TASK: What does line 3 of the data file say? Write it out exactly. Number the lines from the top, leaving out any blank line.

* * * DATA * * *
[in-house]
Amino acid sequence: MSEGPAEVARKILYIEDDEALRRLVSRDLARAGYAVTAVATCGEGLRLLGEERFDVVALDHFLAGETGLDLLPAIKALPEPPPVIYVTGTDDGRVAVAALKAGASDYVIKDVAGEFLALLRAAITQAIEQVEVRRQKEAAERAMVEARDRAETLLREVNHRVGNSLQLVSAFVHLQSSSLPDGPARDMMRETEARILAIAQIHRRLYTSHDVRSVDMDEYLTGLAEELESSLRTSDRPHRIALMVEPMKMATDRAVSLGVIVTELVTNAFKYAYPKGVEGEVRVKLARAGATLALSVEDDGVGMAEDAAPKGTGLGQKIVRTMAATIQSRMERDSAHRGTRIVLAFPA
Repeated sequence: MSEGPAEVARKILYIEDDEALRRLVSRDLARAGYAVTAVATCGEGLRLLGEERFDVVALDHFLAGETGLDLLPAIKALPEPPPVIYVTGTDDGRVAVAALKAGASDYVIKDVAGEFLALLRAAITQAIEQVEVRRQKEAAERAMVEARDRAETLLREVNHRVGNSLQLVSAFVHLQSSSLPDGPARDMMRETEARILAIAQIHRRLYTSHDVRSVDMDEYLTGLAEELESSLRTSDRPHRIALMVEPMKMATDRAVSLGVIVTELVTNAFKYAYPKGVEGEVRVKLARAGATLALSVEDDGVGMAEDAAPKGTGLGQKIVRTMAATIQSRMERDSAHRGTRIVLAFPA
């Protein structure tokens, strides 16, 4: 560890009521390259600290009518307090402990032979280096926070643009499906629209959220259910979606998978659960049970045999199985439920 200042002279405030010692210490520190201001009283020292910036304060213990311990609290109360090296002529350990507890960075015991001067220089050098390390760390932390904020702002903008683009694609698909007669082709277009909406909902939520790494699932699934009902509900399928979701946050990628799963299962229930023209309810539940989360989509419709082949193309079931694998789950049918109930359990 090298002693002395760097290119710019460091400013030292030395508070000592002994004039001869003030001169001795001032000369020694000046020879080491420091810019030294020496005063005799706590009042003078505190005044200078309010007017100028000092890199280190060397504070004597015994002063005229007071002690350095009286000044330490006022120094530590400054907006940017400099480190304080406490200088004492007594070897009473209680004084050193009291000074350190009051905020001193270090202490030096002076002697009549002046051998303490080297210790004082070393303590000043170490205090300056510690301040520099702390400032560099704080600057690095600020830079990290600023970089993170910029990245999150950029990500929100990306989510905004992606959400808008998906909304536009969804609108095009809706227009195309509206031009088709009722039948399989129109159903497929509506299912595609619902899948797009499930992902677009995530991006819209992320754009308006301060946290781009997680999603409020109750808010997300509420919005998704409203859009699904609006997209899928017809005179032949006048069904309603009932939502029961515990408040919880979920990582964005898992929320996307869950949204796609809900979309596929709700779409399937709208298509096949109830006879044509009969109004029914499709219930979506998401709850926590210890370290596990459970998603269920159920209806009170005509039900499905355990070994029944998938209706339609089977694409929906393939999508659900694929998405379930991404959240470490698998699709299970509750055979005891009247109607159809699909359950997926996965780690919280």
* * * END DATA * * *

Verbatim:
Repeated sequence: MSEGPAEVARKILYIEDDEALRRLVSRDLARAGYAVTAVATCGEGLRLLGEERFDVVALDHFLAGETGLDLLPAIKALPEPPPVIYVTGTDDGRVAVAALKAGASDYVIKDVAGEFLALLRAAITQAIEQVEVRRQKEAAERAMVEARDRAETLLREVNHRVGNSLQLVSAFVHLQSSSLPDGPARDMMRETEARILAIAQIHRRLYTSHDVRSVDMDEYLTGLAEELESSLRTSDRPHRIALMVEPMKMATDRAVSLGVIVTELVTNAFKYAYPKGVEGEVRVKLARAGATLALSVEDDGVGMAEDAAPKGTGLGQKIVRTMAATIQSRMERDSAHRGTRIVLAFPA